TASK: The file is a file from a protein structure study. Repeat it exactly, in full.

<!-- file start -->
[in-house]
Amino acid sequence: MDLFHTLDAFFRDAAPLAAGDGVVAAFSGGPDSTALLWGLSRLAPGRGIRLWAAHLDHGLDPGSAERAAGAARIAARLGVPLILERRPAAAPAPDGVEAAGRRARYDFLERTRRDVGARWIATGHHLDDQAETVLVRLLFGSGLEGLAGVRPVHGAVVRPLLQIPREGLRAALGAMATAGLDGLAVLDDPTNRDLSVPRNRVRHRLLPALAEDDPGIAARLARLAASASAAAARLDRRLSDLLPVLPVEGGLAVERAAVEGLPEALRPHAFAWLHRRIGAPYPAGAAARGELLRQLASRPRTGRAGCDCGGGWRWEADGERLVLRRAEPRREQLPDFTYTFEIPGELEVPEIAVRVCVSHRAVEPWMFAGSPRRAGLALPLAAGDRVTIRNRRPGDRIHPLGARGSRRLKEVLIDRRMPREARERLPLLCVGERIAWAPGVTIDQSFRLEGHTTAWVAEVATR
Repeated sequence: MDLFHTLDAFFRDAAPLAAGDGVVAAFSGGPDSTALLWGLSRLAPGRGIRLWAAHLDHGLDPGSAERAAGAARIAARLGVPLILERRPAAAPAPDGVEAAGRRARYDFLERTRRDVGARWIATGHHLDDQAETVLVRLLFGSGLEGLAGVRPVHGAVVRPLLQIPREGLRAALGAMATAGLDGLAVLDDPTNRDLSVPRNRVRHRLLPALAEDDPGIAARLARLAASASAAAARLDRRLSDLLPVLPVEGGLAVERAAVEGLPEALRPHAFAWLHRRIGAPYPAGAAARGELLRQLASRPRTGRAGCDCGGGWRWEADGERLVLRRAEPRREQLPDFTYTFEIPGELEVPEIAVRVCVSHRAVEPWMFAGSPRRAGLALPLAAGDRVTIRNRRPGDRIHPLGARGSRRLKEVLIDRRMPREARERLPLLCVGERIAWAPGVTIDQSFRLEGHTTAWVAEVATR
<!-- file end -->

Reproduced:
[in-house]
Amino acid sequence: MDLFHTLDAFFRDAAPLAAGDGVVAAFSGGPDSTALLWGLSRLAPGRGIRLWAAHLDHGLDPGSAERAAGAARIAARLGVPLILERRPAAAPAPDGVEAAGRRARYDFLERTRRDVGARWIATGHHLDDQAETVLVRLLFGSGLEGLAGVRPVHGAVVRPLLQIPREGLRAALGAMATAGLDGLAVLDDPTNRDLSVPRNRVRHRLLPALAEDDPGIAARLARLAASASAAAARLDRRLSDLLPVLPVEGGLAVERAAVEGLPEALRPHAFAWLHRRIGAPYPAGAAARGELLRQLASRPRTGRAGCDCGGGWRWEADGERLVLRRAEPRREQLPDFTYTFEIPGELEVPEIAVRVCVSHRAVEPWMFAGSPRRAGLALPLAAGDRVTIRNRRPGDRIHPLGARGSRRLKEVLIDRRMPREARERLPLLCVGERIAWAPGVTIDQSFRLEGHTTAWVAEVATR
Repeated sequence: MDLFHTLDAFFRDAAPLAAGDGVVAAFSGGPDSTALLWGLSRLAPGRGIRLWAAHLDHGLDPGSAERAAGAARIAARLGVPLILERRPAAAPAPDGVEAAGRRARYDFLERTRRDVGARWIATGHHLDDQAETVLVRLLFGSGLEGLAGVRPVHGAVVRPLLQIPREGLRAALGAMATAGLDGLAVLDDPTNRDLSVPRNRVRHRLLPALAEDDPGIAARLARLAASASAAAARLDRRLSDLLPVLPVEGGLAVERAAVEGLPEALRPHAFAWLHRRIGAPYPAGAAARGELLRQLASRPRTGRAGCDCGGGWRWEADGERLVLRRAEPRREQLPDFTYTFEIPGELEVPEIAVRVCVSHRAVEPWMFAGSPRRAGLALPLAAGDRVTIRNRRPGDRIHPLGARGSRRLKEVLIDRRMPREARERLPLLCVGERIAWAPGVTIDQSFRLEGHTTAWVAEVATR